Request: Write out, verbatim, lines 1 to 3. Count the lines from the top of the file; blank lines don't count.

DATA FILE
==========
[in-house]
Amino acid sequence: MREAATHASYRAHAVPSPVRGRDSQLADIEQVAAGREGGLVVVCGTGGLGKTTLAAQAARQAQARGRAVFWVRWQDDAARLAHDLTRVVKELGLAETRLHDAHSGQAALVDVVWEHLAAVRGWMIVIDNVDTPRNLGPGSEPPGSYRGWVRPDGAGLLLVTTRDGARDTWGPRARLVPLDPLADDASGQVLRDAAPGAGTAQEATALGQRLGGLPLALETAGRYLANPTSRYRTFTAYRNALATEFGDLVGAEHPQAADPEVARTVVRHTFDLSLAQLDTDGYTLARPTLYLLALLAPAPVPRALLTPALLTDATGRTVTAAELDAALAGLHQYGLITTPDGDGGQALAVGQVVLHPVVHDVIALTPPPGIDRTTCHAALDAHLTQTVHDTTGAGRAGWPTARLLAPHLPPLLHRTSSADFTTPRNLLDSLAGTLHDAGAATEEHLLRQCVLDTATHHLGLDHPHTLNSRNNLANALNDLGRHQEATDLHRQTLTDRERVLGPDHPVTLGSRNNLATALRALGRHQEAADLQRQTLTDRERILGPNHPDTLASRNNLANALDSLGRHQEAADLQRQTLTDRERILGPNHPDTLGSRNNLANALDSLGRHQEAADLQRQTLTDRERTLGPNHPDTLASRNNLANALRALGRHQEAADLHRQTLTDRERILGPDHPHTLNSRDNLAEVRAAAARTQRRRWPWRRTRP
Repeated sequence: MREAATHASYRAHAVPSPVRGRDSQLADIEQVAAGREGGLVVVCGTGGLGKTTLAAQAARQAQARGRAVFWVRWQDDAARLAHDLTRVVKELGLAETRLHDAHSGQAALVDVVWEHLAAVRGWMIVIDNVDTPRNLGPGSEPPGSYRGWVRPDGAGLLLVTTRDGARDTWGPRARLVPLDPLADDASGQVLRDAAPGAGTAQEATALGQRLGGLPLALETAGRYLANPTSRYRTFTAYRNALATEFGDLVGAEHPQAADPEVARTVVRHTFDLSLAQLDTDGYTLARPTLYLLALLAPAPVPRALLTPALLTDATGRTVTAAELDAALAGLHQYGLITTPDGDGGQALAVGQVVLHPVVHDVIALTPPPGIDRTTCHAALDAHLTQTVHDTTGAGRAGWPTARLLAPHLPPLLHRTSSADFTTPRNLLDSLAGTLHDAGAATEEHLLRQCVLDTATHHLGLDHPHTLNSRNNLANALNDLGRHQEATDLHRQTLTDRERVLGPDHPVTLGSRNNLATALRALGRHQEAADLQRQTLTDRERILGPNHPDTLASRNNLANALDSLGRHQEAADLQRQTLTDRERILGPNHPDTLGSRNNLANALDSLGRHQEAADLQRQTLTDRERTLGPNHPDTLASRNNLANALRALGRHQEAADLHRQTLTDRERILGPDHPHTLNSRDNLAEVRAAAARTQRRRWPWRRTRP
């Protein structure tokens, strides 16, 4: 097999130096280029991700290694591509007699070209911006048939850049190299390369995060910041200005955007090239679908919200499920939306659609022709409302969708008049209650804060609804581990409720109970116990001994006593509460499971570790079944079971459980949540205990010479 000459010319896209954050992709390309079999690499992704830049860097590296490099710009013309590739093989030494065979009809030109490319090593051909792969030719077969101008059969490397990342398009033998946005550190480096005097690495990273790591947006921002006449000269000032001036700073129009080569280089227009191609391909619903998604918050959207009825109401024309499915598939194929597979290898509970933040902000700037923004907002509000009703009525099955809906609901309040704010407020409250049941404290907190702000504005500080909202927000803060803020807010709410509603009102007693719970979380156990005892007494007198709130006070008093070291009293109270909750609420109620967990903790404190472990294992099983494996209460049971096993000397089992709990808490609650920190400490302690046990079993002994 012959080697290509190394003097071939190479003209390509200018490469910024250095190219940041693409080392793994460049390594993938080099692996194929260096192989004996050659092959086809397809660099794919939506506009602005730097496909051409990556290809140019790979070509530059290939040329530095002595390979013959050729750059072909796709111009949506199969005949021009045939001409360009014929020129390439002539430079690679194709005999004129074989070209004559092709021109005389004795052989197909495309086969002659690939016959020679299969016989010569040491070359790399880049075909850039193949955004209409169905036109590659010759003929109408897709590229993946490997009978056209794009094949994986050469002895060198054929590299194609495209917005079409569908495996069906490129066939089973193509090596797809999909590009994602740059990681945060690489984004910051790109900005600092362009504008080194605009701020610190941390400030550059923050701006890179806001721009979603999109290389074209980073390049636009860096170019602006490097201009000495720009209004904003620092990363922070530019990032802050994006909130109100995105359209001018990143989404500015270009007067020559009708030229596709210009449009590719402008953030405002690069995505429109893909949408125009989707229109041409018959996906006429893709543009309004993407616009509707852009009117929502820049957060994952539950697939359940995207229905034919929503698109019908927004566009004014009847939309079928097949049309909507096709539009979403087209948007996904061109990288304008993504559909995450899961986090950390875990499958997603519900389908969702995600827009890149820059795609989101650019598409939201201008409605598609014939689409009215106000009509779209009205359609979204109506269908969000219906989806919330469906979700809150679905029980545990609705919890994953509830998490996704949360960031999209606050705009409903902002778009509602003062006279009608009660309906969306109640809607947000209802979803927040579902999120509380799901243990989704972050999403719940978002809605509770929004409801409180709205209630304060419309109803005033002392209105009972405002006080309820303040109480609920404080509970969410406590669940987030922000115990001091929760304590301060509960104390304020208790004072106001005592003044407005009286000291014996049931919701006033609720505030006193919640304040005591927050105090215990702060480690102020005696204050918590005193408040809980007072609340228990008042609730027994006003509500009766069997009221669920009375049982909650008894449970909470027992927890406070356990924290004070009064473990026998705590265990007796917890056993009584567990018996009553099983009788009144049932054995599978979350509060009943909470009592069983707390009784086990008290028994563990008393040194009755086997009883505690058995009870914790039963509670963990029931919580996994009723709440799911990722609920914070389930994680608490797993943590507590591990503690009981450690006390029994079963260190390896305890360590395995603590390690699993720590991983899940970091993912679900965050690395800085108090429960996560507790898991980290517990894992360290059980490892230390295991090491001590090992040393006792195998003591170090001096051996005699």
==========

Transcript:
[in-house]
Amino acid sequence: MREAATHASYRAHAVPSPVRGRDSQLADIEQVAAGREGGLVVVCGTGGLGKTTLAAQAARQAQARGRAVFWVRWQDDAARLAHDLTRVVKELGLAETRLHDAHSGQAALVDVVWEHLAAVRGWMIVIDNVDTPRNLGPGSEPPGSYRGWVRPDGAGLLLVTTRDGARDTWGPRARLVPLDPLADDASGQVLRDAAPGAGTAQEATALGQRLGGLPLALETAGRYLANPTSRYRTFTAYRNALATEFGDLVGAEHPQAADPEVARTVVRHTFDLSLAQLDTDGYTLARPTLYLLALLAPAPVPRALLTPALLTDATGRTVTAAELDAALAGLHQYGLITTPDGDGGQALAVGQVVLHPVVHDVIALTPPPGIDRTTCHAALDAHLTQTVHDTTGAGRAGWPTARLLAPHLPPLLHRTSSADFTTPRNLLDSLAGTLHDAGAATEEHLLRQCVLDTATHHLGLDHPHTLNSRNNLANALNDLGRHQEATDLHRQTLTDRERVLGPDHPVTLGSRNNLATALRALGRHQEAADLQRQTLTDRERILGPNHPDTLASRNNLANALDSLGRHQEAADLQRQTLTDRERILGPNHPDTLGSRNNLANALDSLGRHQEAADLQRQTLTDRERTLGPNHPDTLASRNNLANALRALGRHQEAADLHRQTLTDRERILGPDHPHTLNSRDNLAEVRAAAARTQRRRWPWRRTRP
Repeated sequence: MREAATHASYRAHAVPSPVRGRDSQLADIEQVAAGREGGLVVVCGTGGLGKTTLAAQAARQAQARGRAVFWVRWQDDAARLAHDLTRVVKELGLAETRLHDAHSGQAALVDVVWEHLAAVRGWMIVIDNVDTPRNLGPGSEPPGSYRGWVRPDGAGLLLVTTRDGARDTWGPRARLVPLDPLADDASGQVLRDAAPGAGTAQEATALGQRLGGLPLALETAGRYLANPTSRYRTFTAYRNALATEFGDLVGAEHPQAADPEVARTVVRHTFDLSLAQLDTDGYTLARPTLYLLALLAPAPVPRALLTPALLTDATGRTVTAAELDAALAGLHQYGLITTPDGDGGQALAVGQVVLHPVVHDVIALTPPPGIDRTTCHAALDAHLTQTVHDTTGAGRAGWPTARLLAPHLPPLLHRTSSADFTTPRNLLDSLAGTLHDAGAATEEHLLRQCVLDTATHHLGLDHPHTLNSRNNLANALNDLGRHQEATDLHRQTLTDRERVLGPDHPVTLGSRNNLATALRALGRHQEAADLQRQTLTDRERILGPNHPDTLASRNNLANALDSLGRHQEAADLQRQTLTDRERILGPNHPDTLGSRNNLANALDSLGRHQEAADLQRQTLTDRERTLGPNHPDTLASRNNLANALRALGRHQEAADLHRQTLTDRERILGPDHPHTLNSRDNLAEVRAAAARTQRRRWPWRRTRP